Doheny Road – Greystone Manor

By any measure – size, cost, or boldness of vision – Greystone was the grandest estate ever completed in Southern California. The fifty-five room, 46,000 square-foot mansion sat on a lofty knoll at 501 Doheny Road, high above the estates of the mere millionaires on Sunset Boulevard and Lexington Road. It had cost an astounding $4 million upon its 1929 completion, which would have purchased dozens of large homes in the Beverly Hills flats below Sunset Boulevard.

The Tudor-style mansion was the centerpiece of the 429-acre Doheny Ranch, which stretched from Doheny Road far up into the hills. Greystone and its immediate grounds could be seen from miles away.

The impressive – indeed, forbidding – Greystone was more than an unmistakable emblem of the Doheny family’s unrivalled wealth and authority, which was anchored in Southern California and extended to the national level. The estate’s sheer size and its cost also symbolized the rough-and-tumble world of the early 20th century oil industry in which the Doheny family had made its vast fortune. Then, in 1929, the estate became a crime scene in one of Los Angeles’ most talked about, and most misunderstood, murders. To this day, the estate is wrapped in layers of mystery. It is even said to be haunted by the ghosts left behind in an era of misdeeds.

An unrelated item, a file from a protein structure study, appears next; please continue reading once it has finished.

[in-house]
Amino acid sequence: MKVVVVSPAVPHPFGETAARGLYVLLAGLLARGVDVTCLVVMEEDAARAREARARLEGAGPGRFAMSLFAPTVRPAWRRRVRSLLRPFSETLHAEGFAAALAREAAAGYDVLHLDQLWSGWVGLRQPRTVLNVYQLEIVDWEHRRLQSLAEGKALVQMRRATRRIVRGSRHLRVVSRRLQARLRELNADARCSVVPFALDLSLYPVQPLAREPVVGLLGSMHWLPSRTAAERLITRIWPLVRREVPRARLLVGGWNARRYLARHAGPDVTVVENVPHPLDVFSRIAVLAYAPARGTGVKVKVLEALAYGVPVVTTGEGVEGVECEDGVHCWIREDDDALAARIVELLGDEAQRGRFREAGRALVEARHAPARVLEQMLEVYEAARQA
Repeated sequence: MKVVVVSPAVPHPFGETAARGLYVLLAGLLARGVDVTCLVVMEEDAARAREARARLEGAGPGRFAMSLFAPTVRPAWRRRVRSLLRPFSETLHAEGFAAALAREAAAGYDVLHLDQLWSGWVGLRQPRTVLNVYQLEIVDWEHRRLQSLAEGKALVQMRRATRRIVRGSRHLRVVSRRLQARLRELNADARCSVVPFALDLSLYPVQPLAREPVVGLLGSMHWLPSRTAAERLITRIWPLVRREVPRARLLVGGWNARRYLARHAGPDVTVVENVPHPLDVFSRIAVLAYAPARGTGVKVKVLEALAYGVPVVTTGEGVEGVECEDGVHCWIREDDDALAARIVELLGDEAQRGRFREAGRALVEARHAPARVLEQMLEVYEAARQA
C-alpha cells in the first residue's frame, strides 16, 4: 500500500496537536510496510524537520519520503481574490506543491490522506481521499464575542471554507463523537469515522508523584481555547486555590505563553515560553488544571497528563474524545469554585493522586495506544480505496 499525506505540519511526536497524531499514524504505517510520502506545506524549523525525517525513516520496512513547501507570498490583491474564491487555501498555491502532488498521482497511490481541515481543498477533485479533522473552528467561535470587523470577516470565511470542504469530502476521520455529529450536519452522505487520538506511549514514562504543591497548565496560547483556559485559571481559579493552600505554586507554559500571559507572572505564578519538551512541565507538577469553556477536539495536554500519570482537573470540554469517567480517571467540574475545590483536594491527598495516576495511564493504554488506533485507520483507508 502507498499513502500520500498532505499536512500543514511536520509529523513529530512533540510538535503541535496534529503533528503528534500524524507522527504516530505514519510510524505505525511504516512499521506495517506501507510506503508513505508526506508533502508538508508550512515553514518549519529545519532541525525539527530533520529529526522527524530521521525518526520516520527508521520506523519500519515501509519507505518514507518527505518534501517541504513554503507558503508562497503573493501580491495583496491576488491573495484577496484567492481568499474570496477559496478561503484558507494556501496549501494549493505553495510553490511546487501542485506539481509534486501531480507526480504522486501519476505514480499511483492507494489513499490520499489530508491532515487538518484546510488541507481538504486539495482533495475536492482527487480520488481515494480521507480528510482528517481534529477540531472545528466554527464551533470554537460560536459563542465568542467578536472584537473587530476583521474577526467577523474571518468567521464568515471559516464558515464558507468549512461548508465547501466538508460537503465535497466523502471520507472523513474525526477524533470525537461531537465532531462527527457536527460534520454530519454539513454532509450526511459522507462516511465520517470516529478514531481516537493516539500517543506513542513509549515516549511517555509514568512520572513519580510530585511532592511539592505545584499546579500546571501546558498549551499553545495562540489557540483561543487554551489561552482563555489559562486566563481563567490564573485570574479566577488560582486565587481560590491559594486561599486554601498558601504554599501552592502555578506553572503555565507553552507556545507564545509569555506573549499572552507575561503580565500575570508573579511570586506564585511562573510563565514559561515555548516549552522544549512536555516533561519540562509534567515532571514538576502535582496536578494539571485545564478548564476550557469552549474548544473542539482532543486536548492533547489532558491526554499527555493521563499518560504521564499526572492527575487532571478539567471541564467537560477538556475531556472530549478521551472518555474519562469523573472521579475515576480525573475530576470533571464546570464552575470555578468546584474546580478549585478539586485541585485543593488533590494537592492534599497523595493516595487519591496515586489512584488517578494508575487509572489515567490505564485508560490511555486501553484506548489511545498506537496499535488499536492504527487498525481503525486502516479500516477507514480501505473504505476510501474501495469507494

By the early 1920s, Doheny Senior had decided that Ned should build a mansion on the family ranch. He set aside twenty-two acres at the southern end of the property for the residence and grounds.

While Greystone’s exterior was grand, the interior was given a pleasing sense of proportion combined with careful craftsmanship, a sense of stateliness, and wealth. The front entrance – a set of plate-glass doors decorated with elaborate hand-wrought iron grillwork – opened onto a marble stair landing. At the right were marble stairs to the second floor. Ahead was a grand marble staircase that led down to the first-floor hallway, which ran perpendicular to the main stairway for the length of the building. At the bottom of the grand staircase was a set of carved and polished oak archways that led into a marble-floor reception room with a fountain. Beyond, through arched French doors, was a terrace with sweeping views of the immense, steeply sloped lawn and the entire Los Angeles basin.

But this psychic phenomenon does not seem to be the ghost of either Ned Doheny or Hugh Plunkett who both died so mysteriously in the mansion. Rather, the strange sound that has been heard seems to be that of a woman, weeping inconsolably. Perhaps it is the spirit of a young Lucy Doheny mourning her dead husband, or her family, which rose so high in the world only to be brought down by bold over-reaching and by scandal.